I have never felt as seasick as I did on the ferry to Macau. Rosanna felt the same way. It was called the “turbojet” and it makes the trip from Hong Kong in 50 minutes. They were 50 long minutes believe me. Still, when we staggered off the ferry and on to land again we were determined to enjoy the 5 hours we’d have before catching the same ferry back. The prospect of the nauseating boat ride home loomed over us the entire duration of our visit unfortunately.
Putting that to one side, arriving by sea into Macau is pretty impressive – the huge casinos that it’s famous for tower above the smaller, more traditional buildings. More money is spent on ‘gaming’ (what you or I would call gambling) in Macau than any other city on earth, including Las Vegas. Because of its Special Administrative Region status, Macau is the gambling location of choice for the 1.3 billion citizens of China. This has given it the worlds highest GDP per capita. The golden “leaves” of the Grand Lisboa casino are very distinct from the typical concrete expanse of most impressive buildings in mainland China.
Macau is often mentioned in the same breath as Hong Kong, their geographical proximity and shared SAR status probably contribute to that, but Macau is actually a much older settlement. The Portuguese had been operating out of Macau for 300 years by the time the Hong Kong was ceded to the British. This means that the buildings of Macau’s old centre have a much more classical feel like the famous facade of the Church of St Paul. After the familiarity of Hong Kong with its UK road signs and modern buildings, Macau did feel very european. Cobbled streets wind their way up to a hill fortress (complete with disused cannons) and from that vantage point you could look out over the city and see the small courtyards and squares where streets intersect.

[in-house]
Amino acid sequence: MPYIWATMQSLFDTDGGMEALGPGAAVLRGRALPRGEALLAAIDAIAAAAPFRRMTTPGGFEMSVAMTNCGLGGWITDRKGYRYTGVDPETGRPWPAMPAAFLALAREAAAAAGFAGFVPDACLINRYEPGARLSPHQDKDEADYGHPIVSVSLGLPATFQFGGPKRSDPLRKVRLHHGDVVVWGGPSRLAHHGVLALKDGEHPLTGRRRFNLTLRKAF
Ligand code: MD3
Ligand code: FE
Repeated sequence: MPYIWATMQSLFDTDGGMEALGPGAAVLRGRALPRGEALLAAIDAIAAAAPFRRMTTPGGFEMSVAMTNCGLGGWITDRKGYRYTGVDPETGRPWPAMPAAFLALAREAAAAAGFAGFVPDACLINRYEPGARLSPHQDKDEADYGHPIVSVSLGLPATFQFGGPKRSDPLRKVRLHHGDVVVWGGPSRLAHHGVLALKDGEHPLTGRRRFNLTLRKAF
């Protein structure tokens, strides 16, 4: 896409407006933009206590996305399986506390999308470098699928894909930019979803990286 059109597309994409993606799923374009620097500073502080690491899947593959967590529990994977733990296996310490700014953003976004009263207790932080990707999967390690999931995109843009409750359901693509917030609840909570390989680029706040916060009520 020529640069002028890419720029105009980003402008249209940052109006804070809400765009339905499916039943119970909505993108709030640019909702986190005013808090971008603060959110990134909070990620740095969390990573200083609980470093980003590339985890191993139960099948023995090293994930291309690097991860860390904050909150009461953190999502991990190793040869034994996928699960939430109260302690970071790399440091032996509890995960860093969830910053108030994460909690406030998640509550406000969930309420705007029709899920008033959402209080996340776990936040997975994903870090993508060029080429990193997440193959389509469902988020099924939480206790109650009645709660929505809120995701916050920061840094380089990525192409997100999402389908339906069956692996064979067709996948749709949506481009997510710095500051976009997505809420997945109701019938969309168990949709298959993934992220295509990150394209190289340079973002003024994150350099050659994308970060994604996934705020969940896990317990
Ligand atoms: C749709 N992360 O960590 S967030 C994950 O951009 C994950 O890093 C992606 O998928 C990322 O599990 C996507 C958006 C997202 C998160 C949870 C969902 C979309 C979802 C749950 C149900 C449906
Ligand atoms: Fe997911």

Macau has some very interesting culinary traditions, the fusion of Portuguese dishes and Cantonese flavours (as well as some African influence from the slaves of the Portuguese) is truly unique… I am told. Unfortunately we didn’t feel up to eating much after the voyage over so in the end we went for something that seemed a little more familiar. Egg tarts are popular here and there is a wonderful bakery called Nam Peng Cafe which sells them fresh at local prices. You aren’t penalised for being a tourist and the delicately spiced egg custard is the best I’ve ever tasted.
In the end 5 hours passed very quickly. We’ve become used to having at least 3 full days to experience a city so we didn’t pack in as much as we could have. Still, I liked what I saw of Macau and would recommend it, just not the boat ride over. They’re building a road bridge to join Macau and Hong Kong – if that ever gets completed then I’d take it instead.
Full pictures from our trip to Macau can be found here:
P.S. I wanted to call this blog post “Patacas Bravas” but Ros wouldn’t let me, something about it being completely irrelevant and potentially culturally insensitive to the Portuguese. Fair enough.